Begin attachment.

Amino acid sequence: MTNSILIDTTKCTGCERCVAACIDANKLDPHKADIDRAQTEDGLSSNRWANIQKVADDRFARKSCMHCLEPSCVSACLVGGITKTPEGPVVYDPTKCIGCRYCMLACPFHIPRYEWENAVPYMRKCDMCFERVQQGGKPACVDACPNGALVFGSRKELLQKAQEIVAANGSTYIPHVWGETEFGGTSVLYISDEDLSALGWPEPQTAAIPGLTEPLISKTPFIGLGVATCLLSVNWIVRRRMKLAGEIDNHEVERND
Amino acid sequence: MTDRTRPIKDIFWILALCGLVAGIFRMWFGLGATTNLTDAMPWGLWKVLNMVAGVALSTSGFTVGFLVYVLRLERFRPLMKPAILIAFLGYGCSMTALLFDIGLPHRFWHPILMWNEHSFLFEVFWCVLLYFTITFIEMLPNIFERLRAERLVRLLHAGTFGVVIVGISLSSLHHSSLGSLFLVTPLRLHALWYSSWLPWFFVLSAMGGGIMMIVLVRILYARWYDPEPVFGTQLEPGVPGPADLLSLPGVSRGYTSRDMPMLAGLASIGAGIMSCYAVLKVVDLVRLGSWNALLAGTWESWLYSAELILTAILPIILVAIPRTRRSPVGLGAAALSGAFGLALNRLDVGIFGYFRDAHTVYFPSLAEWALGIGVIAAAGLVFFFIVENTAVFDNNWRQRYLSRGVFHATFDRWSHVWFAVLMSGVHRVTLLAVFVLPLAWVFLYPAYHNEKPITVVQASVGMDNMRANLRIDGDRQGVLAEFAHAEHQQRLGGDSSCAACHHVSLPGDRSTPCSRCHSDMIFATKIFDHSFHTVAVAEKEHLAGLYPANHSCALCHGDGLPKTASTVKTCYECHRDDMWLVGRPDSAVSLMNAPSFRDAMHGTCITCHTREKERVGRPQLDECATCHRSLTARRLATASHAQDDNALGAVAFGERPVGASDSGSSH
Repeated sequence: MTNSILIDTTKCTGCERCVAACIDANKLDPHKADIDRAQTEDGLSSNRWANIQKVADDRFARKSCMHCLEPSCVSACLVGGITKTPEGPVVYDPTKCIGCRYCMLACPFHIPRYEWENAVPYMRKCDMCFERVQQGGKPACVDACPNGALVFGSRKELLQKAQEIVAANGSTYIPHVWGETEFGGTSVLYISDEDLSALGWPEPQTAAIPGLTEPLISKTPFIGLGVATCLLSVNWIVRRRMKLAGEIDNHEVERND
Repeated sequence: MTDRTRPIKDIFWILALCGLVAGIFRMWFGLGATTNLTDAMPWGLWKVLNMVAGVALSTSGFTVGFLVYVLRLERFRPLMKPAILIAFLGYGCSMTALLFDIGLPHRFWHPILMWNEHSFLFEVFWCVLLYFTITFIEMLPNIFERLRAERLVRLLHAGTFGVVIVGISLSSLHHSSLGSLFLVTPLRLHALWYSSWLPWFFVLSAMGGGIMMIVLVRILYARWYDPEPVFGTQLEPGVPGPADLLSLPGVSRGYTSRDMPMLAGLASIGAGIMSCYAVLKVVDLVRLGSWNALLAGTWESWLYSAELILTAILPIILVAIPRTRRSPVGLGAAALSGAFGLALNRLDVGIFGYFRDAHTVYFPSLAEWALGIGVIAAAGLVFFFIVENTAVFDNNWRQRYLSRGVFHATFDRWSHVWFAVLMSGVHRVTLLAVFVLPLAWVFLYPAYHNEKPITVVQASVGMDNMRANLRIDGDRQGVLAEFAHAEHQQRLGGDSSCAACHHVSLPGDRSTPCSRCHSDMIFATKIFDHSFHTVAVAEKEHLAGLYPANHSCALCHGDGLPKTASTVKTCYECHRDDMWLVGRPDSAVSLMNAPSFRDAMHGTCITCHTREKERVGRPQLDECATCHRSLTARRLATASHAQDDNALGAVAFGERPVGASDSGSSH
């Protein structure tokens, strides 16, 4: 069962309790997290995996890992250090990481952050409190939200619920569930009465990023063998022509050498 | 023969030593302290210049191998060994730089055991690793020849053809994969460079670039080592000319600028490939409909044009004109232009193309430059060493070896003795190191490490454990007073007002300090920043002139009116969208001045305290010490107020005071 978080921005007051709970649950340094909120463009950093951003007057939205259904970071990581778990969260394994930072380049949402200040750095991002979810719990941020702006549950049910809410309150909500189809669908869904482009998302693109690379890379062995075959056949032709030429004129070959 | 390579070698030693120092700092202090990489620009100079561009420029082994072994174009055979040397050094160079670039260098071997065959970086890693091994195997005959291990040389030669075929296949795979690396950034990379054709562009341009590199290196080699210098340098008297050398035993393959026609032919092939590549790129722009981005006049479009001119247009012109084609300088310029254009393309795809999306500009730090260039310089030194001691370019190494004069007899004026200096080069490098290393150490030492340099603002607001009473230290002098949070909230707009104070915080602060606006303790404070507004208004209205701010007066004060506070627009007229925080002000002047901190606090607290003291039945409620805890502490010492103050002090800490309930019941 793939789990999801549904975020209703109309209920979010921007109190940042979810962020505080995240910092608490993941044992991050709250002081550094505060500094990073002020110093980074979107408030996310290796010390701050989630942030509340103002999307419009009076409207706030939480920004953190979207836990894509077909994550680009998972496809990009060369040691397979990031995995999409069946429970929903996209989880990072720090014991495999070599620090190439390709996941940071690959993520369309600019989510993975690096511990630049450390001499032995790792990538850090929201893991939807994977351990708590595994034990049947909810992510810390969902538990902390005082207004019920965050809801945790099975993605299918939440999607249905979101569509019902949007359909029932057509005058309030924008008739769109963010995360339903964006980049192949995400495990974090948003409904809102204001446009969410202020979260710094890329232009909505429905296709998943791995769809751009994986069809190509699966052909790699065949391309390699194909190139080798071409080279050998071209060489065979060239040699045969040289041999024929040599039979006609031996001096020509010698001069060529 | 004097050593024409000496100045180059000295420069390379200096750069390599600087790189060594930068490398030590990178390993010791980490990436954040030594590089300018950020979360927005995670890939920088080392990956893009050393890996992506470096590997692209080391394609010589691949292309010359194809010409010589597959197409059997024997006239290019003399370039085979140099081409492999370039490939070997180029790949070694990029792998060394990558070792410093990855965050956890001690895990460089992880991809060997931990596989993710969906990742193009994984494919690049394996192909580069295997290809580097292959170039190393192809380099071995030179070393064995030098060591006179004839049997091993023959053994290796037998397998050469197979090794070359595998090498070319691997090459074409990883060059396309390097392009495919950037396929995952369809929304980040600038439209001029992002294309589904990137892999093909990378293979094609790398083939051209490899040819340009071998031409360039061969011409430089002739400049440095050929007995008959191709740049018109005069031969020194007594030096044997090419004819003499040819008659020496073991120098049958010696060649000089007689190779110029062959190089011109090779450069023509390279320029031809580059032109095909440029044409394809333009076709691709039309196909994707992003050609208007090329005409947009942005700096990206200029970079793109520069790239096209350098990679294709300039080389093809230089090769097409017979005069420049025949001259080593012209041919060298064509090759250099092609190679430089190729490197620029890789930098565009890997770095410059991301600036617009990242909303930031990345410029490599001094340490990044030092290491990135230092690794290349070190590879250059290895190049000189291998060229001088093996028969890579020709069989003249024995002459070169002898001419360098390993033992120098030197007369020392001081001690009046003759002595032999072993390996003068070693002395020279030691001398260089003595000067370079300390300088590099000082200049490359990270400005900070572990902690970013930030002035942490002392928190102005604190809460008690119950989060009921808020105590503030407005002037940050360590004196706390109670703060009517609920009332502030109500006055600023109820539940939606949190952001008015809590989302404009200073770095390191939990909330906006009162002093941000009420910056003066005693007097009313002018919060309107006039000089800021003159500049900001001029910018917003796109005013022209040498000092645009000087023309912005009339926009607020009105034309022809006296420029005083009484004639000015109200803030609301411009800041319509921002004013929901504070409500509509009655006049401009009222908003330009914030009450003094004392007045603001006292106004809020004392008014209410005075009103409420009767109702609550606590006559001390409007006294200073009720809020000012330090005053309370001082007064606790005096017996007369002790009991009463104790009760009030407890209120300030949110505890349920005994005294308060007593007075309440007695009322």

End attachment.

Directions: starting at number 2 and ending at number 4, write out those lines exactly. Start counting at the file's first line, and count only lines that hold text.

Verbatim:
Amino acid sequence: MTDRTRPIKDIFWILALCGLVAGIFRMWFGLGATTNLTDAMPWGLWKVLNMVAGVALSTSGFTVGFLVYVLRLERFRPLMKPAILIAFLGYGCSMTALLFDIGLPHRFWHPILMWNEHSFLFEVFWCVLLYFTITFIEMLPNIFERLRAERLVRLLHAGTFGVVIVGISLSSLHHSSLGSLFLVTPLRLHALWYSSWLPWFFVLSAMGGGIMMIVLVRILYARWYDPEPVFGTQLEPGVPGPADLLSLPGVSRGYTSRDMPMLAGLASIGAGIMSCYAVLKVVDLVRLGSWNALLAGTWESWLYSAELILTAILPIILVAIPRTRRSPVGLGAAALSGAFGLALNRLDVGIFGYFRDAHTVYFPSLAEWALGIGVIAAAGLVFFFIVENTAVFDNNWRQRYLSRGVFHATFDRWSHVWFAVLMSGVHRVTLLAVFVLPLAWVFLYPAYHNEKPITVVQASVGMDNMRANLRIDGDRQGVLAEFAHAEHQQRLGGDSSCAACHHVSLPGDRSTPCSRCHSDMIFATKIFDHSFHTVAVAEKEHLAGLYPANHSCALCHGDGLPKTASTVKTCYECHRDDMWLVGRPDSAVSLMNAPSFRDAMHGTCITCHTREKERVGRPQLDECATCHRSLTARRLATASHAQDDNALGAVAFGERPVGASDSGSSH
Repeated sequence: MTNSILIDTTKCTGCERCVAACIDANKLDPHKADIDRAQTEDGLSSNRWANIQKVADDRFARKSCMHCLEPSCVSACLVGGITKTPEGPVVYDPTKCIGCRYCMLACPFHIPRYEWENAVPYMRKCDMCFERVQQGGKPACVDACPNGALVFGSRKELLQKAQEIVAANGSTYIPHVWGETEFGGTSVLYISDEDLSALGWPEPQTAAIPGLTEPLISKTPFIGLGVATCLLSVNWIVRRRMKLAGEIDNHEVERND
Repeated sequence: MTDRTRPIKDIFWILALCGLVAGIFRMWFGLGATTNLTDAMPWGLWKVLNMVAGVALSTSGFTVGFLVYVLRLERFRPLMKPAILIAFLGYGCSMTALLFDIGLPHRFWHPILMWNEHSFLFEVFWCVLLYFTITFIEMLPNIFERLRAERLVRLLHAGTFGVVIVGISLSSLHHSSLGSLFLVTPLRLHALWYSSWLPWFFVLSAMGGGIMMIVLVRILYARWYDPEPVFGTQLEPGVPGPADLLSLPGVSRGYTSRDMPMLAGLASIGAGIMSCYAVLKVVDLVRLGSWNALLAGTWESWLYSAELILTAILPIILVAIPRTRRSPVGLGAAALSGAFGLALNRLDVGIFGYFRDAHTVYFPSLAEWALGIGVIAAAGLVFFFIVENTAVFDNNWRQRYLSRGVFHATFDRWSHVWFAVLMSGVHRVTLLAVFVLPLAWVFLYPAYHNEKPITVVQASVGMDNMRANLRIDGDRQGVLAEFAHAEHQQRLGGDSSCAACHHVSLPGDRSTPCSRCHSDMIFATKIFDHSFHTVAVAEKEHLAGLYPANHSCALCHGDGLPKTASTVKTCYECHRDDMWLVGRPDSAVSLMNAPSFRDAMHGTCITCHTREKERVGRPQLDECATCHRSLTARRLATASHAQDDNALGAVAFGERPVGASDSGSSH